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sugarboylovemac

macrumors member
Original poster
Mar 12, 2011
68
0
Hi All,

Do anyone know the Apple Watch Heart rate monitor accuracy? Coz I am planning to buy a Heart rate monitor watch for running.

Anyone have any comment ?

Best
Anthony
 

cloudspy

macrumors member
Apr 14, 2011
84
0
world wide web
Based on initial reports it is very accurate. My wife has the Fitbit Charge HR, and it isn't that accurate. I think you will be pleased with the Apple Watch, however we won't truly know until we test it. Fortunately they have a 14 day return policy
 

Trent0341

macrumors 6502
Jun 3, 2007
406
95
Very curious about the accuracy as well as I can't find much that address it.

My HR can get extremely high (for my age - 36, HR in the 190s when doing some more intensive stuff like sprints). So my curiosity lies in the accuracy with very high HRs not so much the day to day stuff.
 

TsuaSai

macrumors 6502a
Jan 9, 2006
508
68
TX
Its is probably the number one thing for me. From everything I have watched and read about it its pretty good. The best is still probably a chest strap if you need something really good.
 

Trent0341

macrumors 6502
Jun 3, 2007
406
95
Joanna Stern's review for WSJ covered this.

Thanks! I will look it up

Edited to add a quote from that article:

In my rigorous 45-minute SoulCycle spinning classes, the watch’s sport band hugged my wrist snugly, enabling a surprisingly accurate heart-rate reading. It stayed within five beats of my trusty Polar chest-strap monitor—still the closest you can get to an EKG, according to my tests.

At the end of three workouts, both the Polar and the watch reported similar average beats per minute. That’s far more accurate than the Fitbit Charge HR and Microsoft’s Band. Apple’s sport band isn’t the most stylish, but it is the one you want for working out. With the looser steel Milanese Loop band, the watch struggled to lock in on my heart rate.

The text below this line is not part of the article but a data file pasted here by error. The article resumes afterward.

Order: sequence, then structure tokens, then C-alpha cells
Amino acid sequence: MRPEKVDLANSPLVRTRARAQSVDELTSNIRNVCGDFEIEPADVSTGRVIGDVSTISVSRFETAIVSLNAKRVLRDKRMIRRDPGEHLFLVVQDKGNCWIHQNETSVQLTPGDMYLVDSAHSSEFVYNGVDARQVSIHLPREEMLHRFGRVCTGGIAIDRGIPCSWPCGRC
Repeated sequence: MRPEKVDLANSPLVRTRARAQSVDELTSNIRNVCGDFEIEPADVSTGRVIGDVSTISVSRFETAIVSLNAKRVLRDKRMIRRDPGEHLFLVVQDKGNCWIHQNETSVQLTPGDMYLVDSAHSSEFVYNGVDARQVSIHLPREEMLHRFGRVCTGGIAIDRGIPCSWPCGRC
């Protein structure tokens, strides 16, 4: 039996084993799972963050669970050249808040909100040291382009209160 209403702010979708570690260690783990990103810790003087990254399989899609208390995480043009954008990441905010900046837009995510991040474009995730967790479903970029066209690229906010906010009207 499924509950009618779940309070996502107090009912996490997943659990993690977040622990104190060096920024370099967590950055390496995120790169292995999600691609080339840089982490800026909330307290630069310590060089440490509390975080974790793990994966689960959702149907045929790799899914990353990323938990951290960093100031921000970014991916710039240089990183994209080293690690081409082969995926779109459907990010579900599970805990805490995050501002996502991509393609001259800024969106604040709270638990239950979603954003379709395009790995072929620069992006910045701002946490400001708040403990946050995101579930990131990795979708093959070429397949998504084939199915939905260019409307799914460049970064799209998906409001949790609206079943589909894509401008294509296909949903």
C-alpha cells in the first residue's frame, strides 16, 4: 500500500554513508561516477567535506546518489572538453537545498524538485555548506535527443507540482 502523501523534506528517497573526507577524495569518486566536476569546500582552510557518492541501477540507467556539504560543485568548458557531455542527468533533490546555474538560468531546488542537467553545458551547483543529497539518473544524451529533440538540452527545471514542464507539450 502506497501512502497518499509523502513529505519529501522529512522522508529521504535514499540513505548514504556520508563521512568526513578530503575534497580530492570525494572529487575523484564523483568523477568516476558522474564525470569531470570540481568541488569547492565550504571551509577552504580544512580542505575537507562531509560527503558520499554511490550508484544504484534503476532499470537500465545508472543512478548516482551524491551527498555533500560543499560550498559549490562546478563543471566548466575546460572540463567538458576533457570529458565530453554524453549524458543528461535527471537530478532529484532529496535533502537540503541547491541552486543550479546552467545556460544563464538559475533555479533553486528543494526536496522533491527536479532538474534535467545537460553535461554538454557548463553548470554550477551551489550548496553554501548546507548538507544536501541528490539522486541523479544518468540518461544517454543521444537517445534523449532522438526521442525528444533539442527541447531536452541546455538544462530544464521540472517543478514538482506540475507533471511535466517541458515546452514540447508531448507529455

- Joanna Stern, WSJ, April 8th, 2015
 
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bjdraw

macrumors 6502a
Jan 24, 2008
605
17
Tampa FL
The reviews were not consistent on this and after reading a number of them I do not believe it will be a suitable replacement for a dedicated heart rate monitor during exercise.

My number one factor in this is that the Watch supports other BTLE heart rate monitors for use with the workout app. The other factor is that there aren't currently any other heart rate monitors that function just as well as a 24 hours monitor as they do a exercise monitor, so if the watch could, it would be the first.

Anyways, this thread is full of information to those who want to learn more about the heart rate monitor.

https://forums.macrumors.com/threads/1864035/
 

sugarboylovemac

macrumors member
Original poster
Mar 12, 2011
68
0
Joanna Stern's review for WSJ covered this.

The reviews were not consistent on this and after reading a number of them I do not believe it will be a suitable replacement for a dedicated heart rate monitor during exercise.

My number one factor in this is that the Watch supports other BTLE heart rate monitors for use with the workout app. The other factor is that there aren't currently any other heart rate monitors that function just as well as a 24 hours monitor as they do a exercise monitor, so if the watch could, it would be the first.

Anyways, this thread is full of information to those who want to learn more about the heart rate monitor.

https://forums.macrumors.com/threads/1864035/

Thank you !!
 

Ries

macrumors 68020
Apr 21, 2007
2,323
2,903
The Verge review found it flawed, like other optical HR sensors. The Verge review is most in line with what is known from optical HR monitors, so im believing that one until a rigorous test with numbers is out.
 

bjdraw

macrumors 6502a
Jan 24, 2008
605
17
Tampa FL

Trent0341

macrumors 6502
Jun 3, 2007
406
95
Did you read the Men's health review?

Skip down to the "It won't replace your heart rate monitor" section.

We're all waiting for DCRainmaker to publish his review, as he is the authority on health gadgets.

Great read as well... It is worth noting that Joanna was tracking her HR during a spin class which would imply a lot less movement (of the wrist) that the HIIT training that Mens Journal referenced.
 

thedwp